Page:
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(păs'cho͝orĭzā`shən, –rīzā`shən), partial sterilization of liquids such as milk, orange juice, wine, and beer, as well as cheese, to destroy disease-causing and other undesirable organisms. The process is named for the French scientist Louis PasteurPasteur, Louis
, 1822–95, French chemist. He taught at Dijon, Strasbourg, and Lille, and in Paris at the École normale supérieure and the Sorbonne (1867–89).
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, who discovered in the 1860s that undesired fermentation could be prevented in wine and beer by heating it to 135°F; (57°C;) for a few minutes. Milk is pasteurized by heating it to about 145°F; (63°C;) for 30 min or by the "flash" method of heating to 160°F; (71°C;) for 15 sec, followed by rapid cooling to below 50°F; (10°C;), at which temperature it is stored. The harmless lactic acid bacteria survive the process, but if the milk is not kept cold, they multiply rapidly and cause it to turn sour.



the heating of liquids or foods generally to a temperature of 60°-70°C for 15–30 min. In the process, nonspore-forming bacteria are destroyed, but complete sterilization does not result since bacterial spores can withstand such heating. Proposed by L. Pasteur, the method is mainly used to preserve food products that cannot tolerate heating to higher temperatures.

Milk, wine, beer, and other beverages and various foods are pasteurized on an industrial scale. It is recommended that once they are pasteurized, they be kept at a low temperature in order to prevent the germination of bacterial spores.

A related process is fractional sterilization, or tyndallization. After routine pasteurization, the product is cooled and kept for some time at room temperature. When the surviving spores begin to germinate, the product is pasteurized again. Pasteurization is sometimes repeated three or four times.

Milk, cream, juices, and other beverages are pasteurized in centrifugal, tubular, or lamellar pasteurizers. The product is quickly and briefly heated to comparatively high temperatures (up to 100°C) as it continuously flows in a thin layer between the heating surfaces. It is then poured into hermetically sealed containers. Foods that are already bottled or canned are pasteurized by heating with steam while the containers are constantly rotated. Pasteurization of already packaged products using high-frequency sources of heat is a promising development.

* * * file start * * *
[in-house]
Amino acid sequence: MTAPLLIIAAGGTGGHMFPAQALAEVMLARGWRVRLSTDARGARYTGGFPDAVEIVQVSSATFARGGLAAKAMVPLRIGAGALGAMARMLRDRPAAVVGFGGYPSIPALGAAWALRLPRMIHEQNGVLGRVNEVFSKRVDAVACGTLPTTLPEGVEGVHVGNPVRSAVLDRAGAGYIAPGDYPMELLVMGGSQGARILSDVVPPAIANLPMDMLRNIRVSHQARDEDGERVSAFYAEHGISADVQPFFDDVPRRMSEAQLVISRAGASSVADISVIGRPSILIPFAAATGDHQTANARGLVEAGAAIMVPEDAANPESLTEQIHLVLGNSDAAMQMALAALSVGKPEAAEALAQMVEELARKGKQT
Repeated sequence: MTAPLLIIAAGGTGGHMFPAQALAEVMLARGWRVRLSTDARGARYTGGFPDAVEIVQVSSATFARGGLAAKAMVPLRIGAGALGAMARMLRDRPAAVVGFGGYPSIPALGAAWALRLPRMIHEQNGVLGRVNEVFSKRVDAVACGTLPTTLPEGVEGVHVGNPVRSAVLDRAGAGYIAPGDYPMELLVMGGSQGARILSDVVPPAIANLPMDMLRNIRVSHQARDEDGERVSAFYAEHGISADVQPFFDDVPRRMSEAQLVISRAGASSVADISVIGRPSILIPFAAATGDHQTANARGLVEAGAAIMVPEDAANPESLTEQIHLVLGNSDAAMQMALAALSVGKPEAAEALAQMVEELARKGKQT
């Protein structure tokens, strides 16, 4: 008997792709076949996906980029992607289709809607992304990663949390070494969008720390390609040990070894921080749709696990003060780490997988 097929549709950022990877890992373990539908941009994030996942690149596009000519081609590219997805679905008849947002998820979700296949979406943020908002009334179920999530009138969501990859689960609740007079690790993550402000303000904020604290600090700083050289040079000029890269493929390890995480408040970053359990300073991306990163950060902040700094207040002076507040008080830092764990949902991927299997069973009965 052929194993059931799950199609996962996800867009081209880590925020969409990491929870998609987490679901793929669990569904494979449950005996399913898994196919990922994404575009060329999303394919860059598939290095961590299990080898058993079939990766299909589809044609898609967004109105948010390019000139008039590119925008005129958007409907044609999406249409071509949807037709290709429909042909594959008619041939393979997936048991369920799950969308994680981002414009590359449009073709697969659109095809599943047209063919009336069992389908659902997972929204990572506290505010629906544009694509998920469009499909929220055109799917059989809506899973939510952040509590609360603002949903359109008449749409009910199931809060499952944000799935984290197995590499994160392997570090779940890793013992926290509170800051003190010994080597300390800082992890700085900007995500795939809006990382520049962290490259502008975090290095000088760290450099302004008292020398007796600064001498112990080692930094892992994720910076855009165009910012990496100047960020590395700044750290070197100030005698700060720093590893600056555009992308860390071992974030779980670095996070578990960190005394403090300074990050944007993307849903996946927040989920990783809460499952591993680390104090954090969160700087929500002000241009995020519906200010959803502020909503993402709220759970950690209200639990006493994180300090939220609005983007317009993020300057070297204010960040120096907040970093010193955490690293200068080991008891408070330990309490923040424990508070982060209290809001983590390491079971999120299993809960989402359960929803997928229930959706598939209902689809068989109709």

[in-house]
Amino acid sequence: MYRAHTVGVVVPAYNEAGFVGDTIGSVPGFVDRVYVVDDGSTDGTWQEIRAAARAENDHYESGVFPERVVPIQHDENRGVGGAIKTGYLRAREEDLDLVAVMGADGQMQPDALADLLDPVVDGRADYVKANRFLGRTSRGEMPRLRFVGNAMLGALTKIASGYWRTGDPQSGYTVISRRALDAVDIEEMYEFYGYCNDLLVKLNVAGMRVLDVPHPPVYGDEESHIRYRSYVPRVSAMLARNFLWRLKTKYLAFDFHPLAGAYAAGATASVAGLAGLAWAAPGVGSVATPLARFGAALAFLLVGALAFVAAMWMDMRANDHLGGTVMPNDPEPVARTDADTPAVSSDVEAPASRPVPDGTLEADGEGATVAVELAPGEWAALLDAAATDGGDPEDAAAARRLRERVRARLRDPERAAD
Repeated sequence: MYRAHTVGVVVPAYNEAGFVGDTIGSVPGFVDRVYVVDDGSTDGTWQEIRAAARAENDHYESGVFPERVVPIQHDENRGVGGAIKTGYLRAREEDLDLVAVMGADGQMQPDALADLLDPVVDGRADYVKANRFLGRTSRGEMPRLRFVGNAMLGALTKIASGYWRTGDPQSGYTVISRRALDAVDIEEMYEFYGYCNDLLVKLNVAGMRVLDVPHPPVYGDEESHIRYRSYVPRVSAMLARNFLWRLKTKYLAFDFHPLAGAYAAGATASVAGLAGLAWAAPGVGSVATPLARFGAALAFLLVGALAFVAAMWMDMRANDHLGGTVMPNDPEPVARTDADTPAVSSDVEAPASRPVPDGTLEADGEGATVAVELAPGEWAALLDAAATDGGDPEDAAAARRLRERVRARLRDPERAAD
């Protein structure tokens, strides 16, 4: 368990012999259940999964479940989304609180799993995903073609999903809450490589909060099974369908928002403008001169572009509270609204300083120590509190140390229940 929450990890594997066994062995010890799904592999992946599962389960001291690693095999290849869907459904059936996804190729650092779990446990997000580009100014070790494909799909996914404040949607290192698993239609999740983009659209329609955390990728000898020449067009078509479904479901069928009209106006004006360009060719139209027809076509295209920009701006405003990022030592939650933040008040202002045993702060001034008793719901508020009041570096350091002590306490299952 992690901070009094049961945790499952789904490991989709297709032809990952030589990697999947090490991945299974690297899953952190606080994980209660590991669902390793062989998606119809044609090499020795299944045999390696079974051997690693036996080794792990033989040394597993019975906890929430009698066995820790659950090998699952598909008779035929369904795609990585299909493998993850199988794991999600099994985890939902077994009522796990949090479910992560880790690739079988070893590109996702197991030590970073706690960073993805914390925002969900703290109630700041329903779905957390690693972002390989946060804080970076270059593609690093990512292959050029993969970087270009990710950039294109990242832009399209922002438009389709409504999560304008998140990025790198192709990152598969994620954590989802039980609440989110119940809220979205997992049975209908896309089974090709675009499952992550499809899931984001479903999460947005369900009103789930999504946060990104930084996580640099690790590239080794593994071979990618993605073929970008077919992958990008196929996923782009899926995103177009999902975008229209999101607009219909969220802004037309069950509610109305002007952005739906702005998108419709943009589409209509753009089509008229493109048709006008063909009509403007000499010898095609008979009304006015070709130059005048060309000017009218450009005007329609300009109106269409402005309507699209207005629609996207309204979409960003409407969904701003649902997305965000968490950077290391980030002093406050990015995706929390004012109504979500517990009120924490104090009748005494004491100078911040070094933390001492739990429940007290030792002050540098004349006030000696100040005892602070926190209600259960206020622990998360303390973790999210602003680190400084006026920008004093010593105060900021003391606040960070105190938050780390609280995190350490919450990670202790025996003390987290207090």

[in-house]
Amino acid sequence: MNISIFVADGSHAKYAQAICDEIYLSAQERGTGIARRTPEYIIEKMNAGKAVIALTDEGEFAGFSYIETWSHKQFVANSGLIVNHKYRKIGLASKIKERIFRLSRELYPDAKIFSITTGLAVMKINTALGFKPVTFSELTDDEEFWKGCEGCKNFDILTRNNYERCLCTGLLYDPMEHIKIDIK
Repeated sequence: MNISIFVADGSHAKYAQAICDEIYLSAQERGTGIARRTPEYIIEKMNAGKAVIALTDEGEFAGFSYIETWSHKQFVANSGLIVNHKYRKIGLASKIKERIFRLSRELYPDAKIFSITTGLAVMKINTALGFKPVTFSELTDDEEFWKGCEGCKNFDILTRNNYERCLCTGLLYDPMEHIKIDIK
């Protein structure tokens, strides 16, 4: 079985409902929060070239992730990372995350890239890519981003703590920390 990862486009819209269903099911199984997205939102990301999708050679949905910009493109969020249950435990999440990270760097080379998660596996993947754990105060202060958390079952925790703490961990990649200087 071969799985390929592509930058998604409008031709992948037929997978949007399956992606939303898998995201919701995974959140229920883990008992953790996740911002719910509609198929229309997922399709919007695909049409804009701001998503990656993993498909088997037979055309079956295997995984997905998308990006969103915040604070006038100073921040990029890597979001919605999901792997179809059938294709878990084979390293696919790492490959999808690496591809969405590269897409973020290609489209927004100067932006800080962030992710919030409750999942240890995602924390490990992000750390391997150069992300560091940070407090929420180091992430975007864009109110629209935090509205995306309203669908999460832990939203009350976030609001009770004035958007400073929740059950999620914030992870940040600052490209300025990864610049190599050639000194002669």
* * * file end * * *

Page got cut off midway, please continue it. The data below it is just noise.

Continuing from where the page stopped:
(science and technology)
The application of heat to matter for a specified time to destroy harmful microorganisms or other undesirable species.
References in periodicals archive ?
Currently, the sale of raw or unpasteurized milk is legal in at least 30 states, including Texas, according to the American Academy of Pediatrics.
The starter culture was added after cooking; the bean product was then fermented until it formed a dense cake, and the unpasteurized product was packaged, frozen, and shipped.
policymakers to reduce restrictions on the sale of unpasteurized milk despite the scientific evidence that consumption of unpasteurized milk is relatively riskier than pasteurized milk.
Raw milk advocates claim that unpasteurized milk cures or prevents disease, but no scientific evidence supports this notion.
Mass Treatment of Humans Who Drank Unpasteurized Milk from Rabid Cows-Massachusetts, 1996-1998, 48(11) MORBIDITY & MORTALITY WEEKLY REP'T 228, 228-229 (Mar.
But Nolt's customers knew what they were buying--in fact, they explicitly wanted unpasteurized milk, regardless of its risk.
Some farmers who sell meat, unpasteurized dairy products, and unpasteurized cider directly to consumers are finding themselves in conflict with federal and state agricultural and health authorities.
However, unpasteurized milk may contain disease-causing organisms, such as salmonella, E.
Leppert said a bottle of raw unpasteurized kombucha along with a couple of carrots every morning gives him a boost that's better than coffee.
It contains a similar profile of polyphenolic compounds as unpasteurized pomegranate juice concentrate studied in clinical research, without any of the sugar, calories or additives.